Feeds:
Posts
Comments

Posts Tagged ‘nutrition’

0099547430.01._sx142_sy224_sclzzzzzzz_

In a nutshell: Journalist A J Jacobs decides that it’s time to get healthy, but rather than gong down the more conventional route of eating better and moving more, he decides to focus on a different part or area of the body each month and investigate how to make that particular part the healthiest it can be. This involves learning about lots of differing and (often contrasting) health theories and experiments/studies, and speaking to several experts. There’s a fair amount of quackery going on, but Jacobs takes note of everything he hears, and is prepared to give anything a try.

It’s definitely entertaining and often amusing. For my money, it was not “riotous, madcap” as one review on the cover put it, and it did not make me “laugh my ass off,” as claimed by another review. But it was engaging and easy to read – it explored the science and thinking behind the studies and claims, but did not get too bogged down in technicalities. Jacobs is clearly a huge worrier and he knows it – something that I identify strongly with – and catastrophises a lot, always imagining the worst case scenario (again – this was hugely relatable to me). He’s very engaging and very likeable, which heightened my enjoyment.

One thing to note is that Jacobs lives in New York and this book is very American leaning. Not a problem for me, but some of the things that he tries might not be so accessible to people who don’t live in such a metropolis where everything conceivable relating to health is pretty much on the doorstep!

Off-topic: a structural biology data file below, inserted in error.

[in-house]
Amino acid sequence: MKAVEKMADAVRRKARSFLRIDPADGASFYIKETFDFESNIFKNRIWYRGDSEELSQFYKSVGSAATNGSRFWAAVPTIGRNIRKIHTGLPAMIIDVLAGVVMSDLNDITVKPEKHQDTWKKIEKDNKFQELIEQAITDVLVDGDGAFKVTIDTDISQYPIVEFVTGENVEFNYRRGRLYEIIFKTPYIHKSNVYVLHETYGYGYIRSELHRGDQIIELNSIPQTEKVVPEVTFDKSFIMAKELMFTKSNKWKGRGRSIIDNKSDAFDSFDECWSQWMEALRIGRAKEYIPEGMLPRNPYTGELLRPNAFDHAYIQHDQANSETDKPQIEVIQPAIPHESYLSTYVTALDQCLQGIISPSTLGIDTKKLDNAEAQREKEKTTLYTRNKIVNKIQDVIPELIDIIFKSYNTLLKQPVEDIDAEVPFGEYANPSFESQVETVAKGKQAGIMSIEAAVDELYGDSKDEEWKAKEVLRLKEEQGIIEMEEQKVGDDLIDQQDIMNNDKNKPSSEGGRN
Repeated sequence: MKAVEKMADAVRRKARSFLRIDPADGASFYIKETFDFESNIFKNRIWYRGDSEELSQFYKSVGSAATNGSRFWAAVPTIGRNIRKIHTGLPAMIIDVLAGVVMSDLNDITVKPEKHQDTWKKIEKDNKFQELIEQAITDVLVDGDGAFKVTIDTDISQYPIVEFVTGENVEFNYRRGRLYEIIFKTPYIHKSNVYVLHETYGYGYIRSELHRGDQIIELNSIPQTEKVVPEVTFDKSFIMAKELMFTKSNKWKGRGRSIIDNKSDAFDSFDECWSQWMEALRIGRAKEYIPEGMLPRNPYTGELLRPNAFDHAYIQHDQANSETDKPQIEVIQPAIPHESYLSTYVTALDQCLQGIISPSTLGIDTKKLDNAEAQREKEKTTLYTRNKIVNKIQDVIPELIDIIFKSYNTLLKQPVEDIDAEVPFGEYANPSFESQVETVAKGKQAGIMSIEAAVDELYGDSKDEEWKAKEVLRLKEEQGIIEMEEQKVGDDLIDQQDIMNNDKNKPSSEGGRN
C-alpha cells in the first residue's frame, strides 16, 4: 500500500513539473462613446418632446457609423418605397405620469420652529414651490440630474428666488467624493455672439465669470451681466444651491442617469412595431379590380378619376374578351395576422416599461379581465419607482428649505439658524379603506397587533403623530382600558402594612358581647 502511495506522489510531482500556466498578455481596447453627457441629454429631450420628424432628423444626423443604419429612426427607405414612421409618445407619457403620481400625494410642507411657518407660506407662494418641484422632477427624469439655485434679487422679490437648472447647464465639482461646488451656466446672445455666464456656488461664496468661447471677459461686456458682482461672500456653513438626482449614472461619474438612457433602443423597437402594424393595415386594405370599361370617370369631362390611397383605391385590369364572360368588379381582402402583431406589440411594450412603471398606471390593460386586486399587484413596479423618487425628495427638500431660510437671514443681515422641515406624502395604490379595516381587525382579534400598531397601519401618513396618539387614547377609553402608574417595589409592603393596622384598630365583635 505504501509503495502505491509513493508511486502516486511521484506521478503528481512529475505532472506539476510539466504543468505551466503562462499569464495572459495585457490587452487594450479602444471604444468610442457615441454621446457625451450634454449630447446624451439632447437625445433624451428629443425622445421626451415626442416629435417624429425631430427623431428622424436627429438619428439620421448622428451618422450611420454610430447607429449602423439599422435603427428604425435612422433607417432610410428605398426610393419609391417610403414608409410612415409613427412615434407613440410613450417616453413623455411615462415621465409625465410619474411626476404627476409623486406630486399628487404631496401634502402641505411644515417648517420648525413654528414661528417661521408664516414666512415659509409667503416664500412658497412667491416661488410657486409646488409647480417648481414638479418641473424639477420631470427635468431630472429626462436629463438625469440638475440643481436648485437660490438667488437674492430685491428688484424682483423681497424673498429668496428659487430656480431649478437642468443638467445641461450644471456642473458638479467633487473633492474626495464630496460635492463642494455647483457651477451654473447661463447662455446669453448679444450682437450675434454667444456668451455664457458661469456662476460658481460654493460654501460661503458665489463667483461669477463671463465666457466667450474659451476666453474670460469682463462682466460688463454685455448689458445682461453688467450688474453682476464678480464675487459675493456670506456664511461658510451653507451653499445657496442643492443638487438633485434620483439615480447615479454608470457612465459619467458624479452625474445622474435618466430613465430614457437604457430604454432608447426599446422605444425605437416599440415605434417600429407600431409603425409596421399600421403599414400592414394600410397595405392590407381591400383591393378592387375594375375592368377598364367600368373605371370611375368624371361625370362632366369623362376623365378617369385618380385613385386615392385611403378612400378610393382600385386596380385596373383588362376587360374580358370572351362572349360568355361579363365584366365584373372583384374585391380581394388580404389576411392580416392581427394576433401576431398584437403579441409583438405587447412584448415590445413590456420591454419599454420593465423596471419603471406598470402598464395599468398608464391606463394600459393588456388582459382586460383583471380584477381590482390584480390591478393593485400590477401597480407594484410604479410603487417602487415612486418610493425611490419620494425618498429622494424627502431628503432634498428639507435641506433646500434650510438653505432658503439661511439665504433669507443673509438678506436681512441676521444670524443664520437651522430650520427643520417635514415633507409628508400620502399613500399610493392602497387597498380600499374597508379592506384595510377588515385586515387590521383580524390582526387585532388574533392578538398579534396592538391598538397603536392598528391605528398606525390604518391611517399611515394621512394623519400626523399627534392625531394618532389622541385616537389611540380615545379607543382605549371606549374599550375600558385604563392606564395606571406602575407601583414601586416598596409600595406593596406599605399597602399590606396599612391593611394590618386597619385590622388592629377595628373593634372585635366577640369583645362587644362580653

It’s not a healthy living book, and certainly not to be taken as guidance, as he himself makes clear.

Im summary, if you are looking for a hilarious madcap adventure, then I would not say that this is it. But it was an enjoyable and if you like (mostly) light-hearted non-fiction, then you might well enjoy this.

Read Full Post »

1509893911.01._sx142_sy224_sclzzzzzzz_

Registered dietician Laura Thomas has written this book to help anyone who has ever had issues surrounding food, body image, dieting etc. and to help them adopt intuitive eating (IE). IE is NOT another diet in disguise as a healthy eating plan, and not another way to restrict what we eat – Thomas makes it clear that that is the polar opposite of what she wants to achieve.

This book resonated strongly with me, as someone who has had a mixed up relationship with food and body image for something like 30 years. It actually made me cry at certain times as I recognised the symptoms of disordered eating which she writes about. Crucially though, for the first time, I felt like there is light at the end of the tunnel and that there IS a way to get out of this cycle, and to have a healthy relationship with food.

Written in an engaging, entertaining and accessible way (Thomas is quite sweary and so am I, so this didn’t bother me, but may be worth pointing out to some readers), there are exercises for the reader to complete and each chapter focuses on different aspects of the issues being discussed.

This is an important book, and one which I highly recommend to anyone who has ever felt bad for eating too much, gone on yet another restrictive diet to lose weight, judged foods as good as bad, and or let a number on the scales dictate how good a day they are going to have.

Read Full Post »